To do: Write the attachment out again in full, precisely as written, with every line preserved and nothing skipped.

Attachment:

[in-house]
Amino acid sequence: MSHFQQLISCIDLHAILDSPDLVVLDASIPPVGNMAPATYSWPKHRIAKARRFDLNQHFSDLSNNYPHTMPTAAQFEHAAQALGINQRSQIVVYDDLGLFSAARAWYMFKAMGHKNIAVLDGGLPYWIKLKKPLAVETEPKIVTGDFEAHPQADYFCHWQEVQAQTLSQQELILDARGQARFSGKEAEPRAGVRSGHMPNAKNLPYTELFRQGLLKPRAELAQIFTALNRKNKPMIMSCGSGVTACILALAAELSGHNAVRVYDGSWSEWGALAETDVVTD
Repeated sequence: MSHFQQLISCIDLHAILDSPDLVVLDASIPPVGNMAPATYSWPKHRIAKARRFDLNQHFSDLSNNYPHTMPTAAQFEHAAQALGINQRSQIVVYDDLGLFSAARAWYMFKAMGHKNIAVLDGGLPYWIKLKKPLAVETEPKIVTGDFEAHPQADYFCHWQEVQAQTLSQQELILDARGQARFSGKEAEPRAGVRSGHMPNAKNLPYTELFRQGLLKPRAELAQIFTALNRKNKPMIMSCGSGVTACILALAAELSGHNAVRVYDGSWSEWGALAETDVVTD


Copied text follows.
[in-house]
Amino acid sequence: MSHFQQLISCIDLHAILDSPDLVVLDASIPPVGNMAPATYSWPKHRIAKARRFDLNQHFSDLSNNYPHTMPTAAQFEHAAQALGINQRSQIVVYDDLGLFSAARAWYMFKAMGHKNIAVLDGGLPYWIKLKKPLAVETEPKIVTGDFEAHPQADYFCHWQEVQAQTLSQQELILDARGQARFSGKEAEPRAGVRSGHMPNAKNLPYTELFRQGLLKPRAELAQIFTALNRKNKPMIMSCGSGVTACILALAAELSGHNAVRVYDGSWSEWGALAETDVVTD
Repeated sequence: MSHFQQLISCIDLHAILDSPDLVVLDASIPPVGNMAPATYSWPKHRIAKARRFDLNQHFSDLSNNYPHTMPTAAQFEHAAQALGINQRSQIVVYDDLGLFSAARAWYMFKAMGHKNIAVLDGGLPYWIKLKKPLAVETEPKIVTGDFEAHPQADYFCHWQEVQAQTLSQQELILDARGQARFSGKEAEPRAGVRSGHMPNAKNLPYTELFRQGLLKPRAELAQIFTALNRKNKPMIMSCGSGVTACILALAAELSGHNAVRVYDGSWSEWGALAETDVVTD